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Few Indian Tribal Art Forms Which You Should Know About


Indian tribal art is a vibrant and integral part of the country’s cultural tapestry. With diverse tribal communities spread across the vast landscape, India boasts a wide array of tribal art forms, each with its unique style and story. This article delves into various tribal art forms, from the intricate Madhubani tribal art of Bihar to the expressive Gond tribal art of Madhya Pradesh, showcasing the rich heritage and contemporary relevance of these traditional arts.

The Essence of Indian Tribal Art

Tribal art in India is characterised by its use of natural materials, vivid colours, and themes rooted in folklore, nature, and tribal mythology. These art forms are not just about aesthetics; they reflect the beliefs, traditions, and lifestyles of the tribal communities.

Prominent Tribal Art Forms

Gond Tribal Art: Originating from Madhya Pradesh, Gond tribal art is known for its intricate patterns and vibrant use of colours. It often depicts flora, fauna, and daily village life.

Gond Art Deer 2 | Handpainted Art Painting - 10in X 14in | Courtesy: Fizdi.com
Gond Art Deer 2 | Handpainted Art Painting – 10in X 14in | Courtesy: Fizdi.com

Madhubani Tribal Art: Hailing from Bihar, Madhubani tribal art is famous for its geometric patterns and mythological motifs. Traditionally done on walls and floors, it has now found a place on canvases and textiles.

Madhubani Flora Fauna Art Handmade Indian Tribal Folk Mithila Decor Pa – ArtnIndia
Madhubani Flora Fauna Art Handmade Indian Tribal Folk Mithila Decor Pa | Courtesy: ArtnIndia

Santhal Tribal Art: The Santhal tribe, primarily found in Jharkhand, West Bengal, and Odisha, creates art that is simplistic yet profound, often depicting everyday scenes and nature.

Santhal Paintings – Indic Inspirations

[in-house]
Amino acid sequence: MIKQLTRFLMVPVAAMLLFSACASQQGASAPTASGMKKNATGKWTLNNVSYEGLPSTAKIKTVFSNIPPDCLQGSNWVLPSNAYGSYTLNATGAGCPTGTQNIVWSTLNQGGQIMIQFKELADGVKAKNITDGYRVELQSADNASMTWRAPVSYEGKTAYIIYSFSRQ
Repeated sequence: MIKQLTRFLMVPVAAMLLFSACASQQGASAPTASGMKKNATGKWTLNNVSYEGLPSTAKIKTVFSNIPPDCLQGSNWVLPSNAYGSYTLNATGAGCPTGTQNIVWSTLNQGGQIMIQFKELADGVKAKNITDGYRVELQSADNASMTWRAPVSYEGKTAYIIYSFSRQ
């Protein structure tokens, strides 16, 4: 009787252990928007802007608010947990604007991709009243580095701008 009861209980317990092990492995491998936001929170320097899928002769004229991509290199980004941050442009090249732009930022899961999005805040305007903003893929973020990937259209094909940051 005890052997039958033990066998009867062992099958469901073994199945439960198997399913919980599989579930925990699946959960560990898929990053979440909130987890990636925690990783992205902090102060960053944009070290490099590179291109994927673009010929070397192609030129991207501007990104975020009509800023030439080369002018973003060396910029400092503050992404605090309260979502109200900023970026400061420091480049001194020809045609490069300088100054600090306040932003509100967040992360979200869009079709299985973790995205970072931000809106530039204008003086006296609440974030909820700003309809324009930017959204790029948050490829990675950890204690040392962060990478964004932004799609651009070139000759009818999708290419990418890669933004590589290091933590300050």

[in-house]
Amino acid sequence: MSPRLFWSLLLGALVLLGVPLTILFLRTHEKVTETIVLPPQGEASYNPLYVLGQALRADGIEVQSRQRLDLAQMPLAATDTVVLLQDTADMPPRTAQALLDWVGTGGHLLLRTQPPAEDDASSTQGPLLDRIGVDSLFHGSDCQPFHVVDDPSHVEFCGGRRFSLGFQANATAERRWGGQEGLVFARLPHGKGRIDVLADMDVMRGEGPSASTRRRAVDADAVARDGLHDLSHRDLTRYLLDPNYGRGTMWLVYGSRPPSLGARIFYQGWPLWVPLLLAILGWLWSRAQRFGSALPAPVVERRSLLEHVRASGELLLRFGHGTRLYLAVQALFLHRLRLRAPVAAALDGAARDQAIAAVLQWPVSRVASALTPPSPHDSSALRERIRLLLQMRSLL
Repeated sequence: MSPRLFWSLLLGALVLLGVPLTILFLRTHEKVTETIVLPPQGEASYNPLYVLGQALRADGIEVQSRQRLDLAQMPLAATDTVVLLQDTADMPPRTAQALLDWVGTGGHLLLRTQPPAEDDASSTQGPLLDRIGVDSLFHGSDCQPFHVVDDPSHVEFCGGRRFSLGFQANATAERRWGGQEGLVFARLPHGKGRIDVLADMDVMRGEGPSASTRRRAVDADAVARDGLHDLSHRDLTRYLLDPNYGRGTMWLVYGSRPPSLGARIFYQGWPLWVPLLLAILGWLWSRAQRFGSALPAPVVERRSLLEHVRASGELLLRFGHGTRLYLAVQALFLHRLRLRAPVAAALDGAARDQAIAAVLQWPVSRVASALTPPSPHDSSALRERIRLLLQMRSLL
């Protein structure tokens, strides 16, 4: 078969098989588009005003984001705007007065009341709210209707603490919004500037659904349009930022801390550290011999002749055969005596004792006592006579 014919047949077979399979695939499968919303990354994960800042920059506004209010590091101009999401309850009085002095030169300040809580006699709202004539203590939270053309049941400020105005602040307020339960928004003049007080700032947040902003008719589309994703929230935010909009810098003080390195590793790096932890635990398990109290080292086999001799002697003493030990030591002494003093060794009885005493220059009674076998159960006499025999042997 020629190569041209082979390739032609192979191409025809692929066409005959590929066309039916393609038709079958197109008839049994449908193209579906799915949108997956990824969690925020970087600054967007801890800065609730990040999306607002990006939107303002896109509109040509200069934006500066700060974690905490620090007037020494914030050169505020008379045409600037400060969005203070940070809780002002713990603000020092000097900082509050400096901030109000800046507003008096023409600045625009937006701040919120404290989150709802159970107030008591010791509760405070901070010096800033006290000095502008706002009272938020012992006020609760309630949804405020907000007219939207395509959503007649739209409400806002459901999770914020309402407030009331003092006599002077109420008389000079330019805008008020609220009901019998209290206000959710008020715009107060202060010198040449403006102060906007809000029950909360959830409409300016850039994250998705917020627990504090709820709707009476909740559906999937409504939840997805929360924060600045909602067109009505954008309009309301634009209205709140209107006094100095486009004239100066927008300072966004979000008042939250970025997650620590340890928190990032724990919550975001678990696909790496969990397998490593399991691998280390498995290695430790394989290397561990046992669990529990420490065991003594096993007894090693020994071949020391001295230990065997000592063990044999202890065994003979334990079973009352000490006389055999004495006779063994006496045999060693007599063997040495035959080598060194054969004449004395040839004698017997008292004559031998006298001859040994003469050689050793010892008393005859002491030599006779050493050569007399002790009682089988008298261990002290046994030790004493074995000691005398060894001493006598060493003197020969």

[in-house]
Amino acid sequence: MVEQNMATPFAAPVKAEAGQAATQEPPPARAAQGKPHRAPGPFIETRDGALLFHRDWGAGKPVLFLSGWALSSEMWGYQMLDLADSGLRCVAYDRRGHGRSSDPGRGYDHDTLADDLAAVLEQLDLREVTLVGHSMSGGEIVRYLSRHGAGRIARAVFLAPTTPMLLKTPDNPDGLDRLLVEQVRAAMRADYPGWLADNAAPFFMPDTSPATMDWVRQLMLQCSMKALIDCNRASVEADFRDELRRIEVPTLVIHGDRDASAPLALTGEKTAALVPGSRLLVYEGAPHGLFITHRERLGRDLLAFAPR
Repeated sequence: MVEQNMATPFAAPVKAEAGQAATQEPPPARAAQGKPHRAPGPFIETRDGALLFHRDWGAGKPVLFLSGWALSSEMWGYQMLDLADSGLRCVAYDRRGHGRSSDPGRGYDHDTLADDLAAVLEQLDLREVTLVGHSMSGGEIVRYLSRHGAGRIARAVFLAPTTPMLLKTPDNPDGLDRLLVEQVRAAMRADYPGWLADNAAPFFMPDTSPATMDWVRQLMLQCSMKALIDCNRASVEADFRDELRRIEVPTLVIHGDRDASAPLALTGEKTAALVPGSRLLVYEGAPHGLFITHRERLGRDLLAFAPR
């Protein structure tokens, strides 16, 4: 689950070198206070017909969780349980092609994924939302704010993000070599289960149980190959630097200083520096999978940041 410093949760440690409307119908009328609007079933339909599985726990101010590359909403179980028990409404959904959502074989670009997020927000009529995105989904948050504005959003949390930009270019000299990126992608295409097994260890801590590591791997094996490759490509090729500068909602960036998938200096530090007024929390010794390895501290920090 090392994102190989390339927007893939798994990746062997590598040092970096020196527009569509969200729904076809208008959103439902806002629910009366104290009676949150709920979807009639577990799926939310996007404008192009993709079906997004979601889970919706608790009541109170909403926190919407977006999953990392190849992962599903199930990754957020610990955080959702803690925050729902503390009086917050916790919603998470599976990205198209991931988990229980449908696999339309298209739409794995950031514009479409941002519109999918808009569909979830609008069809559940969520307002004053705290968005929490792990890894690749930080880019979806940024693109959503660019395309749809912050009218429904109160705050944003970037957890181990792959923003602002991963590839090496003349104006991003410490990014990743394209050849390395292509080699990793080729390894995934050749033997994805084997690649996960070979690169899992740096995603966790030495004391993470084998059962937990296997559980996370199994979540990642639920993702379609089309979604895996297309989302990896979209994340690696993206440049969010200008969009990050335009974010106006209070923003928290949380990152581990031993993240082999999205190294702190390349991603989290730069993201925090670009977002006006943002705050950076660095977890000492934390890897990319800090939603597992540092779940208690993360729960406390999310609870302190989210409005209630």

Santhal Paintings | Courtesy: Indic Inspirations

Saura Tribal Art: This art form from Odisha features intricate wall paintings called ‘ikons’, representing their deities and cosmic events.

Saura Painting: Odisha's Timeless Expression of Art and Culture | by Vatsal Jain | Medium
Saura Painting: Odisha’s Timeless Expression of Art and Culture | by Vatsal Jain | Courtesy: Medium

Warli Tribal Art: From Maharashtra, Warli tribal art uses basic geometric shapes to tell stories of social events and daily activities.

Warli painting is a form of tribal art | MeriDeewar
Warli painting| Courtesy: MeriDeewar

Bastar Tribal Art: Bastar in Chhattisgarh is known for its metal crafts and intricate wood carvings, reflecting the rich tribal culture of the region.

Bastar Art- The Patrimony of Tribal Craftsmanship
Bastar Art| courtesy: Patrimony of Tribal Craftsmanship

Regional Variations in Tribal Art

Tribal Art of Bihar

Bihar is home to the famous Madhubani tribal art, known for its detailed patterns and vibrant colours. The art is traditionally done on mud walls but has transitioned to paper and canvas, gaining international acclaim.

Jharkhand Tribal Art

Jharkhand’s Santhal tribal art is a reflection of the tribe’s deep connection with nature. The art is characterised by its simplicity and depiction of rural life.

Chhattisgarh Tribal Art

Chhattisgarh’s tribal art includes the unique Bastar tribal art, known for its metal works and wood carvings, often depicting tribal gods and folklore.

Rajasthani Tribal ArtRajasthan offers a mix of tribal and folk art, with the Rajasthani tribal art being a vibrant blend of intricate designs and bright colours, often seen in wall paintings and textiles.

Tribal Art of Karnataka

Karnataka’s tribal art is rich with symbolism and often involves the depiction of local deities, rituals, and nature, reflecting the state’s diverse tribal cultures.

Contemporary Relevance of Tribal Art

Tribal art painting has found a new lease on life as contemporary artists and designers incorporate traditional motifs into modern designs. From tribal art wall painting to tribal art saree, the fusion of old and new keeps these traditions alive.

Promoting Tribal Art

To ensure the survival and growth of tribal art, various initiatives are being undertaken. Art fairs, online platforms, and government schemes are helping tribal artists reach a broader audience, thus preserving these invaluable art forms for future generations.


India’s rich cultural legacy is demonstrated by the diversity of its tribal art. Every kind of art, be it Madhubani or Gond tribal art, narrates a different story. Supporting and advancing these traditional arts will help to guarantee that these lively manifestations of culture survive in the contemporary era.

Feature Image: Woman doing Chittara Art from Karnataka| Courtesy: caleidoscope

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